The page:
New Clear Vision


constructive commentary for the chronically farsighted


Beyond Tolerance

April 12, 2013 By: NCVeditor Category: Culture, Guest Author

LGBTQ Struggles for Equality in Washington State

by Mariah Bell-Stuart, Todd Abrams, and Shalea Semana 

Seattle, Washington is a city of rich culture, activism, and nonprofit work. It is a city of entertainment and arts, and remains one of acceptance. Known for its overall ‘tolerance’, it has the second largest gay community in the U.S., next to San Francisco.

In the 1960s and 70s, Seattle experienced an influx of gay men moving from areas of hate crimes to a more open-minded environment. The greater Seattle Area historically has been accepting of LGBTQ people. One salient way Seattle caters to the community is through bars and other socializing venues that cater to LGBTQ singles and couples.

Seattle political leadership also recognizes the historical importance of the LGBTQ community and is attempting to preserve important sites of historic and contemporary significance for LGBTQ flourishing and wellbeing. These places include bars, stores, community organizations, health centers and other places that specifically cater to the LGBTQ community (Vandenorth 2012). By preserving these places it ensures that Seattle continues to be a leader in equality and protection for the LGBTQ community.

In many other parts of the country tolerance for the members of the LGBTQ community and their own institutions is lacking and in many places open direct hostility and discrimination remain not just evident but in many respects a growing menace. (more…)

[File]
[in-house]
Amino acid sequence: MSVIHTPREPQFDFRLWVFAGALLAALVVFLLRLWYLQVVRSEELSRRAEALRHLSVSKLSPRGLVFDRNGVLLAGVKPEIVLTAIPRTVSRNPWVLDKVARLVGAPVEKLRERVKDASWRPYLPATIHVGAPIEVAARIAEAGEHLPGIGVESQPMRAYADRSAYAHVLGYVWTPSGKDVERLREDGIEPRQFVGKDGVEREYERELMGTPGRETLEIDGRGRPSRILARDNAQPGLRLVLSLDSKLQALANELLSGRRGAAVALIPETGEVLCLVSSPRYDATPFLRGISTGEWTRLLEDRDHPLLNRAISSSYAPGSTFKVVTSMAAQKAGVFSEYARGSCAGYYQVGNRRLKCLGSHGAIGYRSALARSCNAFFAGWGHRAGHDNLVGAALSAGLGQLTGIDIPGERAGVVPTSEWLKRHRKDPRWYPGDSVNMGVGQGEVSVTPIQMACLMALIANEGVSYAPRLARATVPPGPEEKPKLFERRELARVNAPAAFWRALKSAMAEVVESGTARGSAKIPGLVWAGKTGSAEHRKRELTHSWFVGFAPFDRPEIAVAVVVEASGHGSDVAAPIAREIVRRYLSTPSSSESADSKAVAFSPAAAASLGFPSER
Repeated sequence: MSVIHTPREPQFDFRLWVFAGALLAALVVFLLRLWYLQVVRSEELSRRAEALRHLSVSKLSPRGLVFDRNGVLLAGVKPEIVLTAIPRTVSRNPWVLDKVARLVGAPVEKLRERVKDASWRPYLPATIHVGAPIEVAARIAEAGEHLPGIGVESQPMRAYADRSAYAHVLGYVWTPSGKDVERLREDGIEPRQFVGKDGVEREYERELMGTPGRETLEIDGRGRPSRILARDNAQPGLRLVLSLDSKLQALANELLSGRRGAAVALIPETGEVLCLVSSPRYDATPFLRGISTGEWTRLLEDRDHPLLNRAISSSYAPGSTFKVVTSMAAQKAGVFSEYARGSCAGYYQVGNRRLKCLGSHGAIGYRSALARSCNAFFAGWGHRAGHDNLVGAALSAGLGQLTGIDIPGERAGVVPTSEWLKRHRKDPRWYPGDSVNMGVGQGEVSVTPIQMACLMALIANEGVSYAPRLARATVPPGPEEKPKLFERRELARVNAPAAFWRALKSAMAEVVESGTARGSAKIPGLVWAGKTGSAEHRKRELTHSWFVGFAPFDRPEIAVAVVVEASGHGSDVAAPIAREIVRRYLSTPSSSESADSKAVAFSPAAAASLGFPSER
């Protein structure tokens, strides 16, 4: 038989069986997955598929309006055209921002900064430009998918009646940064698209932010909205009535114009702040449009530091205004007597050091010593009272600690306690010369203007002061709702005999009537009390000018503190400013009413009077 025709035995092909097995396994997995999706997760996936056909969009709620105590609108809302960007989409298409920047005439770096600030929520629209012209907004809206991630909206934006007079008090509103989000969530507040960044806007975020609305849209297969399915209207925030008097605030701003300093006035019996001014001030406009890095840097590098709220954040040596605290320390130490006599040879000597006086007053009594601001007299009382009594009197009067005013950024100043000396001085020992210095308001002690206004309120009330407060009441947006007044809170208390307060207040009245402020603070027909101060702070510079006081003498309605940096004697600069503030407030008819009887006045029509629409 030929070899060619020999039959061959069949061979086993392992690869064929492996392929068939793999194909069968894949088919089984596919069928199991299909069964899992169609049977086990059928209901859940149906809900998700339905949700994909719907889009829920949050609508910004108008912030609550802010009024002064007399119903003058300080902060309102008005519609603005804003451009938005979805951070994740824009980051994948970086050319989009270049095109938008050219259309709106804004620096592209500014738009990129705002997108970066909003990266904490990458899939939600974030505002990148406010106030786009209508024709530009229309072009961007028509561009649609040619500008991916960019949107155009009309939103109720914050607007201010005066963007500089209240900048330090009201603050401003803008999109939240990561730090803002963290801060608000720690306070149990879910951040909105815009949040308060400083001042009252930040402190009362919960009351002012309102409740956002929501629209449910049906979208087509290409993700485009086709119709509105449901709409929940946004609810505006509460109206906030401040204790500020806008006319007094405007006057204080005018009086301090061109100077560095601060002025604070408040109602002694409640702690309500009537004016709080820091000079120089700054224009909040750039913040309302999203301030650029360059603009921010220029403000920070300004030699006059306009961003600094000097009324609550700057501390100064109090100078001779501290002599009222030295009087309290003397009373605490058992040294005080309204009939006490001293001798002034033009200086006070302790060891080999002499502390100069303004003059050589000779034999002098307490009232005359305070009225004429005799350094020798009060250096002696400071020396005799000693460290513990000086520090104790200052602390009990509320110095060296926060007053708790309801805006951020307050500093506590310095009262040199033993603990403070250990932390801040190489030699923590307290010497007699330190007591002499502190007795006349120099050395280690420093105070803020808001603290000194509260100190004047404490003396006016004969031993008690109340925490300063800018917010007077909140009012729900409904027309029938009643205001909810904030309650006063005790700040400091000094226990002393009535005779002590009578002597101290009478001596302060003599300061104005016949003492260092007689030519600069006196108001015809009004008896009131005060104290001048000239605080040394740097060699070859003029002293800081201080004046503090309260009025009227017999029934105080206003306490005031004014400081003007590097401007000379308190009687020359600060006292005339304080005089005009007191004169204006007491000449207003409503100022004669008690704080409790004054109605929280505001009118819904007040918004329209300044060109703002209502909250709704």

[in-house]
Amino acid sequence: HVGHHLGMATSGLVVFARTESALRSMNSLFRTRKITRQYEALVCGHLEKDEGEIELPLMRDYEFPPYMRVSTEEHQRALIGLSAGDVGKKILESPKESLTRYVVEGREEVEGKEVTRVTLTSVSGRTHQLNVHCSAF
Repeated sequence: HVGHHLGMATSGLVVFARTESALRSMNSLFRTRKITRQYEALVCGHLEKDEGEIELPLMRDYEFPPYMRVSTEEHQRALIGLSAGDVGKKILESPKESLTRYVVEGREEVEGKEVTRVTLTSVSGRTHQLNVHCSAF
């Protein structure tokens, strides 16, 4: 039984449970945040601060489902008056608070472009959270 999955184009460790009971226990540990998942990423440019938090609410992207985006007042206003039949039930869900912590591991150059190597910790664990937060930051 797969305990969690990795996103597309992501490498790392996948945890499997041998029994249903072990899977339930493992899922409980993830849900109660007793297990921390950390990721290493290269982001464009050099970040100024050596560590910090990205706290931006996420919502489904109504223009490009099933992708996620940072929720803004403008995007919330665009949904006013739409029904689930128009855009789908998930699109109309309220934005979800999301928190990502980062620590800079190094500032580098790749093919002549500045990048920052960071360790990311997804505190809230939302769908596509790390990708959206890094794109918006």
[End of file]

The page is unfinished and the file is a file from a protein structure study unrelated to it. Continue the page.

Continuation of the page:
One Billion Rising

February 19, 2013 By: NCVeditor Category: Culture, Diane Lefer, Family

V-Day Panel Seeks to End Violence Against Women and Girls

by Diane Lefer

“One billion women violated is an atrocity. One billion women dancing is a revolution.”

That was the statement sent out by the One Billion Rising campaign urging women around the world to dance in the streets on February 14 and demand an end to violence against women and girls.

While “Break the Chain,” the campaign’s music video, screened in the background, three dozen women and a few men in the meeting room of the Los Angeles chapter, National Council of Jewish Women got up and danced before settling down to the serious business of a panel on teen dating violence. (more…)

Know No Differences

October 16, 2012 By: NCVeditor Category: Culture, Current Events, Jennifer Browdy

Malala Yousafzai Stands Up for Us All

by Jennifer Browdy de Hernandez

There are a couple of old saws that I was taught as a young journalist, which I continue to pass on to my media studies students now.